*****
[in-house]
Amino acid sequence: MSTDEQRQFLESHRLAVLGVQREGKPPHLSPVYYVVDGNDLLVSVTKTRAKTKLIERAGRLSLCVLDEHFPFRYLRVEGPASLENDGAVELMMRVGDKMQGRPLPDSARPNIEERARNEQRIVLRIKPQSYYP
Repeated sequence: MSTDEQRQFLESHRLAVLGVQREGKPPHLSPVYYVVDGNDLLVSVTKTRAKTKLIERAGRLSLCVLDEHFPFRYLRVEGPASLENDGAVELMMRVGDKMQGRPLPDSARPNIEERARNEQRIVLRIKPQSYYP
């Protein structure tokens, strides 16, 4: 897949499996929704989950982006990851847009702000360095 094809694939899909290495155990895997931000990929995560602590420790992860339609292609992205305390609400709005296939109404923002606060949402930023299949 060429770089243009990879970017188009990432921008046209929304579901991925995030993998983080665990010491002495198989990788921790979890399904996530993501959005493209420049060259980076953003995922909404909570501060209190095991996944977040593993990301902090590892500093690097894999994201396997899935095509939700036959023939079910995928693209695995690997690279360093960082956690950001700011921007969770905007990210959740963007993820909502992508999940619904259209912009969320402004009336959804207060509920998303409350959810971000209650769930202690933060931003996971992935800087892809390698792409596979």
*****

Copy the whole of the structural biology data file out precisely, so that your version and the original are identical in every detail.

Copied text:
[in-house]
Amino acid sequence: MSTDEQRQFLESHRLAVLGVQREGKPPHLSPVYYVVDGNDLLVSVTKTRAKTKLIERAGRLSLCVLDEHFPFRYLRVEGPASLENDGAVELMMRVGDKMQGRPLPDSARPNIEERARNEQRIVLRIKPQSYYP
Repeated sequence: MSTDEQRQFLESHRLAVLGVQREGKPPHLSPVYYVVDGNDLLVSVTKTRAKTKLIERAGRLSLCVLDEHFPFRYLRVEGPASLENDGAVELMMRVGDKMQGRPLPDSARPNIEERARNEQRIVLRIKPQSYYP
């Protein structure tokens, strides 16, 4: 897949499996929704989950982006990851847009702000360095 094809694939899909290495155990895997931000990929995560602590420790992860339609292609992205305390609400709005296939109404923002606060949402930023299949 060429770089243009990879970017188009990432921008046209929304579901991925995030993998983080665990010491002495198989990788921790979890399904996530993501959005493209420049060259980076953003995922909404909570501060209190095991996944977040593993990301902090590892500093690097894999994201396997899935095509939700036959023939079910995928693209695995690997690279360093960082956690950001700011921007969770905007990210959740963007993820909502992508999940619904259209912009969320402004009336959804207060509920998303409350959810971000209650769930202690933060931003996971992935800087892809390698792409596979």